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Board takes no action to ban Confederate flag sales at fair

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WELLINGTON — The Lorain County Fair Board took no action Tuesday night to halt the sale of the Confederate flag at the fairgrounds, but the leader of a group of citizens pushing for a ban said after the meeting that doesn’t mean they’ll stop trying.

Jeanine Donaldson, who is heading up the Fair Minded Coalition of Lorain County, said she hadn’t expected the board, which has already twice decided against banning the sale of the controversial flag, to change its position after a single meeting.

“It’s going to be about changing hearts and minds, and from the looks of the board, that’s going to take some time,” she said.

Board member Kim Meyers said he didn’t think the board, which is a private rather than a public entity, was going to change its position.

“We’ve looked at the issue, and nothing new was brought to us tonight,” he said.

Donaldson was one of several people to urge the board to ban the flag, something that the Ohio State Fair did last year after nine people were killed in a racially motivated shooting in a South Carolina church.

“This is 2016. This is Lorain County. This is Ohio, and as long as you have Lorain County in your name, you are the fair managers for all of Lorain County,” she said.

The board came under fire during the fair in August when county Commissioner Matt Lundy and Lorain County Democratic Party Chairman Tony Giardini called on the board to stop vendors from selling the Confederate flag, which they called a symbol of hate.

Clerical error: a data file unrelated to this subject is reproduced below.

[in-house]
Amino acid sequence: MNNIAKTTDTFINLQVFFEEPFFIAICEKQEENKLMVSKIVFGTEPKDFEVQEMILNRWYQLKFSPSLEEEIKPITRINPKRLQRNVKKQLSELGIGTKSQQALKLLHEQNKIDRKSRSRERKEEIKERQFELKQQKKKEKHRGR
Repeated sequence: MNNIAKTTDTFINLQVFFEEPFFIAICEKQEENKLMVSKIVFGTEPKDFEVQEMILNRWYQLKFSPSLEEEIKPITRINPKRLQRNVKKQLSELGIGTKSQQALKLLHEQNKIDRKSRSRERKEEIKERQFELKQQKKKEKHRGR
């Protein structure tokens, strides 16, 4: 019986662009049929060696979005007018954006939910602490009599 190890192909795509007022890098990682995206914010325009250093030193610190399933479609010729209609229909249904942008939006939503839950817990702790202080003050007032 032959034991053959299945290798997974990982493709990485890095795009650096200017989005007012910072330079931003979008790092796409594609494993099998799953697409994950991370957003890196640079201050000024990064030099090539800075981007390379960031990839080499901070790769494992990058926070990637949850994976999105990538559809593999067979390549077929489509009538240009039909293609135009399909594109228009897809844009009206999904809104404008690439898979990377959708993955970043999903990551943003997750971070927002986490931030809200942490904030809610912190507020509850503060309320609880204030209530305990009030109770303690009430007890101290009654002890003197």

Others defended the sale of the Confederate flag as a free speech issue.

Audience member Al Leiby compared the issue to calls to outlaw burning the American flag. He said that offends him, but he doesn’t want to infringe on someone else’s free speech rights.

Leiby quoted a remark he’d found on Facebook, “My rights don’t end when your offense begins.”

Giardini said he didn’t think the board would be so willing to bring up free speech if someone was trying to sell an ISIS or Nazi flag.

He also said it’s hard for those who aren’t black or weren’t raised in the South to understand just how offensive the flag is because it became a symbol of opposition to the civil rights movement and desegregation efforts in the 1960s.

Frank Whitfield, president of the Lorain County Urban League, said he didn’t think the free speech argument was real.

“To me, that’s cowardice to hide behind the First Amendment,” Whitfield said, drawing angry looks from Leiby and Ken Sedlak of LaGrange, who also had argued that banning the flag would violate free speech rights. Whitfield said he wanted to open a dialogue about the issue of the Confederate flag and wanted to know if blacks were welcome at the county fair given the Confederate flag would be present.

Meyers and board President Brian Twining said after the meeting that they hadn’t appreciated Whitfield’s comment.

Meyers said over the years people have complained about a host of other items they find offensive, including requests to ban the sale of Christian symbols because some people were offended by them. He said those requests were also turned down.

He compared the controversy to efforts to change the name of the Washington Redskins or to get rid of the Cleveland Indians Chief Wahoo logo because some Native Americans find those offensive. Neither of those has changed despite pressure by some in the public, he said.

Meyers said the board won’t be banning anything in the name of political correctness.

“We’re not taking anybody’s rights,” he said. “If you’re offended, don’t buy it or walk on by.”

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